A Stroke Information System (SIS): Critical Issues and Solutions

A Stroke Information System (SIS): Critical Issues and Solutions

Subana Shanmuganathan (Auckland University of Technology, New Zealand)
DOI: 10.4018/978-1-60566-266-4.ch012
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Abstract

Fundamental end user issues identified in the design stage of a Stroke Information System (SIS) for Hospital Information Management System (HIMS) in the secondary care and above phase of TACMIS1, depict the ‘gloomy trend’ in introducing Information and Communication Technologies (ICT) to the health sector observed across the world and understanding this trend is vital to the future of eHealth ’. TACMIS is a total, integrated and inclusive healthcare information system design solution that reflects DAITS2 core ideas, namely, creativity, cutting edge and being global. In align with the architecture and concept.of the main system TACMIS, the subsystem HIMS-SIS design as well consists of functions that provide stakeholders and nonmedical professionals involved within a stroke special care unit practice, with access to information stored in this subsystem. The SIS functions are especially introduced to inform staff from the so called nonmedical professions in order to improve healthcare quality. This may also make improved treatment affordable for many if not all. At the end of this chapter, some initial investigations on how to transform large volumes of patient data into useful knowledge using intelligent information processing methodologies are outlined.
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Introduction

Stroke Information System (SIS) design issues relating to the system’s end users belonging to professions categorised as other than allied to medicine in TACMIS (in a stroke special care unit practice) depict the general gloomy trend observed across the world in introducing Information and Communication Technologies (ICT) to the health sector and understanding this trend is vital to the future of eHealth. SIS is an integrated information system design being developed for Hospital Information Management Systems (HIMS) in the secondary care and above phase of TACMIS (see Figure 1 and for further details refer to Chapter 20). Self care: Patient Empowerment and Environmental Control System (PEECSS), and Community care: Socio-economic and Health Care Support System (SEAHCSS) are the other two phases (sub systems) and corresponding information systems of TACMIS. All these systems reflect DAITS core ideas, namely, creativity, cutting edge and being global. Hence, the main focus of HIMS-SIS initial design research was to identify the issues and then to formulate potential solutions, such as integrated information systems, models, and products to equip health sector professionals with concise and precise information on patient care. However, special emphasis was given to look into ways and means to equip the nonmedical staff with information that would be of use to bettering healthcare services relentlessly bearing in mind the rapid growth of the world’s ageing population. Thus, the SIS design team in the initial stages of the design looked at the possibilities of including universal design (UD) principles for improving every aspect of the health sector, with an overall aim of delivering quality and efficient services at affordable costs to many ordinary citizens. The major issues encountered in introducing modern ICT capabilities to HIMS and SIS within a stroke special unit practice portray the issues in the whole of the health sector experienced in many countries such as, the United States, the United Kingdom, Canada, European Union countries and the Pacific Region supported by well-known corporate enterprises and is discussed in detail. Finally, the chapter concludes with some initial investigations into how heuristics, such as artificial intelligence, could be introduced to analysing large volumes of stroke clinical data for producing concise information for use by nonmedical staff.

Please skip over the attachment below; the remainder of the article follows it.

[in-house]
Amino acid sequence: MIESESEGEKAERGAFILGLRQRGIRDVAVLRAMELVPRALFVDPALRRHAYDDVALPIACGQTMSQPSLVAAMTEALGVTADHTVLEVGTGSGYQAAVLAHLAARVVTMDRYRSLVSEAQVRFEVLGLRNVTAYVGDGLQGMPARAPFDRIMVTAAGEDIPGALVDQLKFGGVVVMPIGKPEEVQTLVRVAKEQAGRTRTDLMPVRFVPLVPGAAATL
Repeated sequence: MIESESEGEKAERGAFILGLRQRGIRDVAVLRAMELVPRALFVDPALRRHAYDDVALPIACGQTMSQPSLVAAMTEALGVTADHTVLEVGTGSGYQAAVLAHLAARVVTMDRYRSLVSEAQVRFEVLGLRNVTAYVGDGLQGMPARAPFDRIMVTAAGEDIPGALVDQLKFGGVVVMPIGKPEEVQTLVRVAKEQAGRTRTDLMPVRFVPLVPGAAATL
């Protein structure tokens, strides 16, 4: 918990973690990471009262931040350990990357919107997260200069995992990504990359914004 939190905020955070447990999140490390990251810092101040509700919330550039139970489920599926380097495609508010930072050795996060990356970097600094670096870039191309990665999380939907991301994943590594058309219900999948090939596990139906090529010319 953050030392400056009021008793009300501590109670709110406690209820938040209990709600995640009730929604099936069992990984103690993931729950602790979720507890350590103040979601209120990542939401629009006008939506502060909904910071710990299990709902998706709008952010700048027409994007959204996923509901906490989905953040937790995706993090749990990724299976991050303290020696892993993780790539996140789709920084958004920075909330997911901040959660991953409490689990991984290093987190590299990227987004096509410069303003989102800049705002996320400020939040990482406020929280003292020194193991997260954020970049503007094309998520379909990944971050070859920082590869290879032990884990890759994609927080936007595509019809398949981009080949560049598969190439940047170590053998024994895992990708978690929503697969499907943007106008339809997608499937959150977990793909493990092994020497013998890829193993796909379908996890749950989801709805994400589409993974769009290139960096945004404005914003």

Figure 1.

HIMS-IIS within TACMIS core architecture (electronically reformatted) (Source:Cassim, 2005b: 1)

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Tacmis For Stroke Care

Stroke care in recently introduced special unit practices is used for the initial prototyping and information system implementation of TACMIS as well as HIMS-SIS and the reasons for this are:

  • a.

    Stroke care issues, such as disability, therapy, rehabilitation in nursing/care home setups, exemplify the basic healthcare issues associated with the rapid growth of the worlds ageing population, especially in the next two decades (for details see Chapter 20);

  • b.

    Stroke in developing countries is rated as the second major killer next to heart attack by the World Health Organisation. Six million people die of stroke annually, whereas for heart attack the recent annual death rate is around seven million (World Health Organisation, 2006); and

  • c.

    In developed countries, stroke is the third leading cause for death also raising significant concerns over the burden of the disease, such as long term care, on state and private healthcare institutions as well as insurers (Gordon et al, 2004; Sharma et al, 2005; Sharma & Gehring, 2004).

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